Speech Prosody 2012
Adaptation to an unfamiliar dialect of one's native language presents a special case for prosodic learning, since most other aspects of the grammar are held constant. This study explores the representation of two dimensions of tune through a series of experimental tasks in which speakers of American English attempt to directly imitate and then generalize the dialectal features of a native speaker of Glasgow English. The results show that speakers are able to modify both f0 peak timing and f0 excursion in order to approximate the target dialect, and that they do so both during direct imitation and when generalizing to new sentences. The findings suggest that peak timing and excursion are not only represented differently, but that learning progresses differently for the two dimensions in going from direct imitation to generalization.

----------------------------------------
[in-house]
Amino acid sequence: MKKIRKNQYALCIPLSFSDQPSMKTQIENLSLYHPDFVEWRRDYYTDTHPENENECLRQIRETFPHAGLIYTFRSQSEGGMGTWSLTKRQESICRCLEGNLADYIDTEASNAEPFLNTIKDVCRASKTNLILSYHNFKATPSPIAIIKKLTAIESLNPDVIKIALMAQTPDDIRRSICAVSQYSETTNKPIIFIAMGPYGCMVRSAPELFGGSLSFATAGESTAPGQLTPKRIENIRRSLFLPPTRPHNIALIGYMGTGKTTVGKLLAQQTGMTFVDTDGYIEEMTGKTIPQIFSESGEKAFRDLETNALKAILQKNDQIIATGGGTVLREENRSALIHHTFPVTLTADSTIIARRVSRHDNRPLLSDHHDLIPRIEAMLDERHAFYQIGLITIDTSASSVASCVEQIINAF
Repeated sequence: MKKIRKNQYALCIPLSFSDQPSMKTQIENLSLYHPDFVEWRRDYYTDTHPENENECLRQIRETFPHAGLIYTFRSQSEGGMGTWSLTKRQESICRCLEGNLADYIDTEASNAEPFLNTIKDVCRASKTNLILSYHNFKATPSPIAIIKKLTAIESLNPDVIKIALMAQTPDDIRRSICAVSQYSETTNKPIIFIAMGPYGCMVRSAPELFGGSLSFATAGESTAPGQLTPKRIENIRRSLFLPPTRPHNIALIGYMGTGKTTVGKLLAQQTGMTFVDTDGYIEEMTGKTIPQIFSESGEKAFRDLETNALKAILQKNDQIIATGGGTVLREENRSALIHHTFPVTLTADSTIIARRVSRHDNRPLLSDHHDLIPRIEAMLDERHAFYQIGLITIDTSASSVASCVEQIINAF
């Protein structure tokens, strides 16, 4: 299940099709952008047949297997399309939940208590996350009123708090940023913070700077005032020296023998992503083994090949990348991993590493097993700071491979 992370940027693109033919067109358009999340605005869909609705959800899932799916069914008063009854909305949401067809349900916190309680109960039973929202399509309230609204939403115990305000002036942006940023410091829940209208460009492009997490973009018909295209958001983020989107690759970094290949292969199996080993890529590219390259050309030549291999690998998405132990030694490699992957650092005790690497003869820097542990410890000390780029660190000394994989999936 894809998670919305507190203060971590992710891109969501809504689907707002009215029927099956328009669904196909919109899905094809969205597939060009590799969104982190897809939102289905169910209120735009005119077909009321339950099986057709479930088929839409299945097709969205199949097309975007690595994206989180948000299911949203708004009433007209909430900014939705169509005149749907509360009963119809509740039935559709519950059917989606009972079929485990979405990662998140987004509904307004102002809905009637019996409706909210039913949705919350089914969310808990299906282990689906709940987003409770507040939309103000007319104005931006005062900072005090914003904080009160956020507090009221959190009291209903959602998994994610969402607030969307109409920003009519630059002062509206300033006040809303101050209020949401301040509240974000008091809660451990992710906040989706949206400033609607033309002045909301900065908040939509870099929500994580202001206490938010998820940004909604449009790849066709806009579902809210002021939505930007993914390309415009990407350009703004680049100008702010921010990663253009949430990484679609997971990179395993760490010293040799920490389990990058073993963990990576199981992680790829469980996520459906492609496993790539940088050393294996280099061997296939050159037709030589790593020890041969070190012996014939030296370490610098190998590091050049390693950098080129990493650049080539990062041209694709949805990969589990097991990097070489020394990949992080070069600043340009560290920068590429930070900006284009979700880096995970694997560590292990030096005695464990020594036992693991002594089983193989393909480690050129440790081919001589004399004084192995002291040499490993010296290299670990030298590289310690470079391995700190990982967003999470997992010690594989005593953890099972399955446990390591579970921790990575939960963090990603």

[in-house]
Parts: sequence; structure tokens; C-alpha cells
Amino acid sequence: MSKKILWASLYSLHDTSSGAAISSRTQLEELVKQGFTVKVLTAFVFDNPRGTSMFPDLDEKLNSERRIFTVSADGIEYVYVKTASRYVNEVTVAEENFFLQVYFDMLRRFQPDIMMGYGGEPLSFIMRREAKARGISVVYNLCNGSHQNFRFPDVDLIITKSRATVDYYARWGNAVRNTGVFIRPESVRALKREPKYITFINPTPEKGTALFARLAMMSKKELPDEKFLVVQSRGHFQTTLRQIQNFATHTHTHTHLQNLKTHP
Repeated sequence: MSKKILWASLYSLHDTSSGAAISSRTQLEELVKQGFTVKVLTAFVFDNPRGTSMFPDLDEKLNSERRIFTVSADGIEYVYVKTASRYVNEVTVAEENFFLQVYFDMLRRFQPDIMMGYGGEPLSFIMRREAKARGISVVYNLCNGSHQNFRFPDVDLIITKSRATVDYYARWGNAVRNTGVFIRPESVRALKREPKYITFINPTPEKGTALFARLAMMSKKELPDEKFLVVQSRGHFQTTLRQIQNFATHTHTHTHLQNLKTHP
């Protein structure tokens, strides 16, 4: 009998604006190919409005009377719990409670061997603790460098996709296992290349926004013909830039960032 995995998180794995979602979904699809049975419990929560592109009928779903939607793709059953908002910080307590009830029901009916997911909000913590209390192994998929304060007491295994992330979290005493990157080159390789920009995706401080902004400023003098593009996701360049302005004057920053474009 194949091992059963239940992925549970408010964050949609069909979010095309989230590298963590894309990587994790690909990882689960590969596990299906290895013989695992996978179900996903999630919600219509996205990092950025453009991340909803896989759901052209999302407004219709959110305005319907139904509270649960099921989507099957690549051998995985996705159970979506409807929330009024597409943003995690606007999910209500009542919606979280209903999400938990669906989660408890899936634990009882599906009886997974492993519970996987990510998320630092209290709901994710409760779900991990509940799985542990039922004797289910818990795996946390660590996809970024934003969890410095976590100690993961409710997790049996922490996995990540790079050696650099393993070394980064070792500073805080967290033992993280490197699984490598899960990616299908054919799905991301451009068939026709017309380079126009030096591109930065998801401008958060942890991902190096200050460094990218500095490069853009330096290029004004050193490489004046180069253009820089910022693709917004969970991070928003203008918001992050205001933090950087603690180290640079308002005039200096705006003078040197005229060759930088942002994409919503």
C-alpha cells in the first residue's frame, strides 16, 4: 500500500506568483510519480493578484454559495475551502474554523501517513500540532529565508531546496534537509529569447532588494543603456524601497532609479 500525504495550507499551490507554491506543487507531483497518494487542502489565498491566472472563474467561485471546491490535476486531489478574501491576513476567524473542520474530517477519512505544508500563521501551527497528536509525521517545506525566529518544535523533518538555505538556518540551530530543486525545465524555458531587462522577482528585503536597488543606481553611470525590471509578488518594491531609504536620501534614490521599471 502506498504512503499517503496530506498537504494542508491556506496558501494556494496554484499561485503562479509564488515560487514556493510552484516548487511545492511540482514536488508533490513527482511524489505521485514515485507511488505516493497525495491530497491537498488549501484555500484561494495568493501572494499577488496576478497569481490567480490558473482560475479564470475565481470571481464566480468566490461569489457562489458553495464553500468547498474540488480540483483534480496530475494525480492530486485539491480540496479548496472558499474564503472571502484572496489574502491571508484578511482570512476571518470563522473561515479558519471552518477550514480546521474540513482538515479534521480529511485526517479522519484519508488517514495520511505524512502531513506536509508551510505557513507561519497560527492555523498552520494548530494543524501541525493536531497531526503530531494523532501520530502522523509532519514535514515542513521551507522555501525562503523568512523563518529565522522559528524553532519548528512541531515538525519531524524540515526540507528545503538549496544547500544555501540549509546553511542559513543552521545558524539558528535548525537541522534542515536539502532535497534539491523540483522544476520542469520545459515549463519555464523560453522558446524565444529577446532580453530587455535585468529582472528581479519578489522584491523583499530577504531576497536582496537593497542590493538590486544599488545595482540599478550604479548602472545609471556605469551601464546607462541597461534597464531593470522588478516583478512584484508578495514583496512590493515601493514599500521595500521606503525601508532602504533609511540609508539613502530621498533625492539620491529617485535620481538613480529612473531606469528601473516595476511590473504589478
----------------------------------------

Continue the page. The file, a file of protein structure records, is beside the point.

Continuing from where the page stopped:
Index Terms: dialect learning, intonation, peak alignment
Bibliographic reference. German, James Sneed (2012): "Dialect adaptation and two dimensions of tune", In SP-2012, 430-433.